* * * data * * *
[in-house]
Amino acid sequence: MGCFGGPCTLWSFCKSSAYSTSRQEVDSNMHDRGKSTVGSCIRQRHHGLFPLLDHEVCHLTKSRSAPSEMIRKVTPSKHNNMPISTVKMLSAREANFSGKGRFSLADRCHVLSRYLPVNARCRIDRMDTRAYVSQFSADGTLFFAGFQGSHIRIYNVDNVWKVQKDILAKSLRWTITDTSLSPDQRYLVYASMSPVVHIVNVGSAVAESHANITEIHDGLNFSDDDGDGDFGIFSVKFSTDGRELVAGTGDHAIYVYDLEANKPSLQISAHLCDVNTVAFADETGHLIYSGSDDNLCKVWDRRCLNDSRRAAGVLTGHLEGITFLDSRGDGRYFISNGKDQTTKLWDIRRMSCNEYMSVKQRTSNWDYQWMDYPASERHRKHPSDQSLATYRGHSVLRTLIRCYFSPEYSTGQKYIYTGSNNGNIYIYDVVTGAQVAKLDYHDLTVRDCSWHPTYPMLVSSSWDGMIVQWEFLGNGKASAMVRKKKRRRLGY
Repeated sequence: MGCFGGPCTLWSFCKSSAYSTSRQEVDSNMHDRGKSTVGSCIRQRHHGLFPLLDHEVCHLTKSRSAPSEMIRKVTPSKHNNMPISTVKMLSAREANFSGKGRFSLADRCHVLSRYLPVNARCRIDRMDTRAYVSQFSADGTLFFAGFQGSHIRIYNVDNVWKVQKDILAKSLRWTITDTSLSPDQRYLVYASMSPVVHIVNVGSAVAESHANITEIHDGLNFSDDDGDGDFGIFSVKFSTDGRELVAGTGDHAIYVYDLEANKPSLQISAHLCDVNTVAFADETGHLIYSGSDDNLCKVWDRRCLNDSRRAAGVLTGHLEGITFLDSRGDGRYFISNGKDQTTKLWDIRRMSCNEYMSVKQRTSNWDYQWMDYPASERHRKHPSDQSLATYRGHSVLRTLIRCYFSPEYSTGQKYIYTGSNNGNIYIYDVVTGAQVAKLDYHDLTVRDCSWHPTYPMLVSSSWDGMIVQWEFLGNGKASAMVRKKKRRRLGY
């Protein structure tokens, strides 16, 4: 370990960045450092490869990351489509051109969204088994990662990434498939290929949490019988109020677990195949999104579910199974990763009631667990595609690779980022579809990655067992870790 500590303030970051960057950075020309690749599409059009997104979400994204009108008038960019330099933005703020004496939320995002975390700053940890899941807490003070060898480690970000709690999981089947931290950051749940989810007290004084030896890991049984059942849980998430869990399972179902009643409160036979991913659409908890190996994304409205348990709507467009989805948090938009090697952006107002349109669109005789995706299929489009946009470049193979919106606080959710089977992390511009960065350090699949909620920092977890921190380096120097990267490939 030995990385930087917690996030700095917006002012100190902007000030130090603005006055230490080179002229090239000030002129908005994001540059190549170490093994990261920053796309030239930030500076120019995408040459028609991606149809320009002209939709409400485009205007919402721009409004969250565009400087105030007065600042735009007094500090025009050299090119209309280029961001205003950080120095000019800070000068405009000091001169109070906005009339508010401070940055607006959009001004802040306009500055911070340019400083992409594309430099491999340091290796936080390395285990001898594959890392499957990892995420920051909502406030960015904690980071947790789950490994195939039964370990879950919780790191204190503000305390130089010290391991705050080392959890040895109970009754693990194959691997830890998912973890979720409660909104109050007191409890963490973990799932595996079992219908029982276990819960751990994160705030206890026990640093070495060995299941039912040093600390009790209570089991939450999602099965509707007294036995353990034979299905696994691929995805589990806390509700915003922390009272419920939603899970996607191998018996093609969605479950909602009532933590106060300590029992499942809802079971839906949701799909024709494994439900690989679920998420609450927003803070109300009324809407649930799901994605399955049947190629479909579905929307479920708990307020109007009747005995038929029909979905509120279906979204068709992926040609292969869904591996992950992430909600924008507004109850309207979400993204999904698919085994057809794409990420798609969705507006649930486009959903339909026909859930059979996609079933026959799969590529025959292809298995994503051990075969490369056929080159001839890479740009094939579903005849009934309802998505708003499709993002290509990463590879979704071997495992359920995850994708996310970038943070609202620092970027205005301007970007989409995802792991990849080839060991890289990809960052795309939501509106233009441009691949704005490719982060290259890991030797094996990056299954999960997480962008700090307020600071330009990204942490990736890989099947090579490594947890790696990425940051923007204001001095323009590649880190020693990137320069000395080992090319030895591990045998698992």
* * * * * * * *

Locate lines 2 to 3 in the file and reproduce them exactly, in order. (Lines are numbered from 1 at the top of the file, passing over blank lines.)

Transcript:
Amino acid sequence: MGCFGGPCTLWSFCKSSAYSTSRQEVDSNMHDRGKSTVGSCIRQRHHGLFPLLDHEVCHLTKSRSAPSEMIRKVTPSKHNNMPISTVKMLSAREANFSGKGRFSLADRCHVLSRYLPVNARCRIDRMDTRAYVSQFSADGTLFFAGFQGSHIRIYNVDNVWKVQKDILAKSLRWTITDTSLSPDQRYLVYASMSPVVHIVNVGSAVAESHANITEIHDGLNFSDDDGDGDFGIFSVKFSTDGRELVAGTGDHAIYVYDLEANKPSLQISAHLCDVNTVAFADETGHLIYSGSDDNLCKVWDRRCLNDSRRAAGVLTGHLEGITFLDSRGDGRYFISNGKDQTTKLWDIRRMSCNEYMSVKQRTSNWDYQWMDYPASERHRKHPSDQSLATYRGHSVLRTLIRCYFSPEYSTGQKYIYTGSNNGNIYIYDVVTGAQVAKLDYHDLTVRDCSWHPTYPMLVSSSWDGMIVQWEFLGNGKASAMVRKKKRRRLGY
Repeated sequence: MGCFGGPCTLWSFCKSSAYSTSRQEVDSNMHDRGKSTVGSCIRQRHHGLFPLLDHEVCHLTKSRSAPSEMIRKVTPSKHNNMPISTVKMLSAREANFSGKGRFSLADRCHVLSRYLPVNARCRIDRMDTRAYVSQFSADGTLFFAGFQGSHIRIYNVDNVWKVQKDILAKSLRWTITDTSLSPDQRYLVYASMSPVVHIVNVGSAVAESHANITEIHDGLNFSDDDGDGDFGIFSVKFSTDGRELVAGTGDHAIYVYDLEANKPSLQISAHLCDVNTVAFADETGHLIYSGSDDNLCKVWDRRCLNDSRRAAGVLTGHLEGITFLDSRGDGRYFISNGKDQTTKLWDIRRMSCNEYMSVKQRTSNWDYQWMDYPASERHRKHPSDQSLATYRGHSVLRTLIRCYFSPEYSTGQKYIYTGSNNGNIYIYDVVTGAQVAKLDYHDLTVRDCSWHPTYPMLVSSSWDGMIVQWEFLGNGKASAMVRKKKRRRLGY